Reality television star Rebekah Vardy lost her libel claim against TV personality Coleen Rooney at London’s High Court on Friday.
The judge ruled in favour of Rooney, ending a dramatic case that featured two footballer’s wives at war, a cast of international celebrities and generated global headlines and tabloid newspaper intrigue.
The high-profile claim was brought by Vardy, who is married to Leicester City player Jamie Vardy, against Rooney, wife of Wayne Rooney, a former Manchester United and England captain.
Vardy had sought to clear her name after Rooney ran a “sting operation” three years ago to establish the source of leaks from her private Instagram account. In October 2019 Rooney accused Vardy of leaking stories about her private life to The Sun newspaper.
In her ruling Mrs Justice Steyn found that on the balance of probability Vardy had leaked the story about Rooney to the press.
The trial — dubbed “Wagatha Christie” — lasted seven days, generating a media circus with barristers poring over pages of WhatsApp exchanges and debating the meaning of emojis used in them.
The case is estimated to have cost millions of pounds in legal fees and has highlighted the use of London’s courts and England’s libel laws by the rich and powerful to settle their personal battles, as well as the large gains to be made by defamation lawyers, said legal experts.
It also underlines the threat to social media users from libel claims, which target publishers of information whether they are newspapers or individuals on Twitter.
During the trial, Vardy said the allegation was untrue and defamatory, forcing Rooney to prove her claim was true, which lawyers have said was a difficult challenge to meet. Rooney also claimed that it was in the public interest to expose the source of the tabloid leaks.
Rooney set up an elaborate trap on Instagram by posting a series of fake stories and slowly restricting the number of followers that could see them until only Vardy was left, then waiting to see if the stories appeared in the press.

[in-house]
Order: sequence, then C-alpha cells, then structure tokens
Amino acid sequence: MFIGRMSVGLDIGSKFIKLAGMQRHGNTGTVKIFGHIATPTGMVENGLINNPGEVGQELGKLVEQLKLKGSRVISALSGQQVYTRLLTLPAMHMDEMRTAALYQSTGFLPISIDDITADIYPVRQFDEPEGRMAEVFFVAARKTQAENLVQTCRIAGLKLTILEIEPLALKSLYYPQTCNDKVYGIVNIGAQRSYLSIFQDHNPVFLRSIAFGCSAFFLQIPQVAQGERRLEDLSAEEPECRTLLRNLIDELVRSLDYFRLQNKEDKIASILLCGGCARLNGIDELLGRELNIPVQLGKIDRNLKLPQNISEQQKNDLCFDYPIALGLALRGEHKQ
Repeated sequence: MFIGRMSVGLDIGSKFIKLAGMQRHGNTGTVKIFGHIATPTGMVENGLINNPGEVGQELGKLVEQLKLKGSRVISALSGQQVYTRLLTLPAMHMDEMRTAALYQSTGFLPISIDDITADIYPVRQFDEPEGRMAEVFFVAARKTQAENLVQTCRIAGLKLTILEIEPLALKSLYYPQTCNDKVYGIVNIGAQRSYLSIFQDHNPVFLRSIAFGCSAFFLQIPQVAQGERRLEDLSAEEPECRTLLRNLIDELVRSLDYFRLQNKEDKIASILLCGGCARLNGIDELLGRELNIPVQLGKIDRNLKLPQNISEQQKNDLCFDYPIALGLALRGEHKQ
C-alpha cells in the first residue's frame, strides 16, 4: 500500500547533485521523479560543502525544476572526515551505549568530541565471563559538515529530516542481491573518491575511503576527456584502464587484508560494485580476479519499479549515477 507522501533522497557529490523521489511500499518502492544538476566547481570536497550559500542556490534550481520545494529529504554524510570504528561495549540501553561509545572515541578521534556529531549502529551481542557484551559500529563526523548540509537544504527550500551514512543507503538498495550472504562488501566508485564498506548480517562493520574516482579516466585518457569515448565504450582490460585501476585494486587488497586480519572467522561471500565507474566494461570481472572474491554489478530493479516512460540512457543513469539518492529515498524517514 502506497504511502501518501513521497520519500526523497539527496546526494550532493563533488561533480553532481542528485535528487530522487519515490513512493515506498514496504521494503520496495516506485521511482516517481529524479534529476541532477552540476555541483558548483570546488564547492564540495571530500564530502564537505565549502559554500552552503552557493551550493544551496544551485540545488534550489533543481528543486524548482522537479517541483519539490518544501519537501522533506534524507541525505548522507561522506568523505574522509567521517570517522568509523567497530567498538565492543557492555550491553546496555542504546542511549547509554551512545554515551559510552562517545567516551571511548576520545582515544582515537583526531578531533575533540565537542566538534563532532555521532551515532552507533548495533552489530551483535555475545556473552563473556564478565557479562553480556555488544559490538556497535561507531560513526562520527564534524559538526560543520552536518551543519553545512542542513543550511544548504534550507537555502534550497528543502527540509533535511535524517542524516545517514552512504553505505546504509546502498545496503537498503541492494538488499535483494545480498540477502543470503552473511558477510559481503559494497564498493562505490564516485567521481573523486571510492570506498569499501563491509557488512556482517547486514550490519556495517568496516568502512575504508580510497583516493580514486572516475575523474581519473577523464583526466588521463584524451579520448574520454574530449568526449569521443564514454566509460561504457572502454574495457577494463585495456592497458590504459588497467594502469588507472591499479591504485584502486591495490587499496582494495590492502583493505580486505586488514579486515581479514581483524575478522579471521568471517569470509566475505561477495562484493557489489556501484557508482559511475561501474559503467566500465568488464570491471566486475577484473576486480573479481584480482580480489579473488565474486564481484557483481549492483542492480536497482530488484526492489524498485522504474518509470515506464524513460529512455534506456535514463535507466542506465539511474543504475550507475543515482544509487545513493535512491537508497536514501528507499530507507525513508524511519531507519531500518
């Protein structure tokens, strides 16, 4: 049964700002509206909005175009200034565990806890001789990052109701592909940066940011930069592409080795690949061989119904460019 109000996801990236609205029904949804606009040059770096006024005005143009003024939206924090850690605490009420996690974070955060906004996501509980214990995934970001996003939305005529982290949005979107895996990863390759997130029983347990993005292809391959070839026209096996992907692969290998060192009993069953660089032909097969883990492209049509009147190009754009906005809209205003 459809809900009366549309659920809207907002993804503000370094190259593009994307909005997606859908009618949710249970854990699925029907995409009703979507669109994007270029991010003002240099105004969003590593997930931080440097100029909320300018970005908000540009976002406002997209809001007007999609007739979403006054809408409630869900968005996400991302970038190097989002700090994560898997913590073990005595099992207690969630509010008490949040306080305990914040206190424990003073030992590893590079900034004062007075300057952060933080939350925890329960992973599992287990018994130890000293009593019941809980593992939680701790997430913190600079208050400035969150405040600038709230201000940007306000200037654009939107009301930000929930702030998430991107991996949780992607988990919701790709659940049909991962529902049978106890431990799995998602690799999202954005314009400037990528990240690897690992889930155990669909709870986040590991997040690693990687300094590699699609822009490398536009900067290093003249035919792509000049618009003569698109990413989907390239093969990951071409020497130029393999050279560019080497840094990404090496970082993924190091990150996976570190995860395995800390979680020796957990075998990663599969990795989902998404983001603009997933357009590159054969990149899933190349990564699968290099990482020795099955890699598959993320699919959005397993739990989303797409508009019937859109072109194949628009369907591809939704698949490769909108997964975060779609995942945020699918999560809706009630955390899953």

The judge said Vardy, along with her agent Caroline Watt, was “party to the disclosure to The Sun” of fake stories including, for example, one about Rooney making a trip to Mexico for a “gender selection” procedure having a baby girl, and a piece about her basement flooding.
Mrs Justice Steyn said it was “likely” that Watt “undertook the direct act” of passing stories to the Sun but that Vardy “knew and condoned” of the conduct.
Vardy could now be forced to pay Rooney’s legal costs, due to the “loser pays” rule in English civil litigation. The final costs will be determined at a later hearing.
Alex Vakil, media partner at RPC, said Vardy was “subjected to three days of cross-examination which touched on various aspects of her private life”.
He added: “Had she succeeded, this ordeal may have been worth it. Instead [she] is left to settle what is likely to be a monstrous legal costs bill.”
Coleen Rooney said in a statement that she was “pleased” the ruling went in her favour but that she “never believed” the case should have gone to court “at such expense in times of hardship for so many people when the money could have been far better spent helping others”.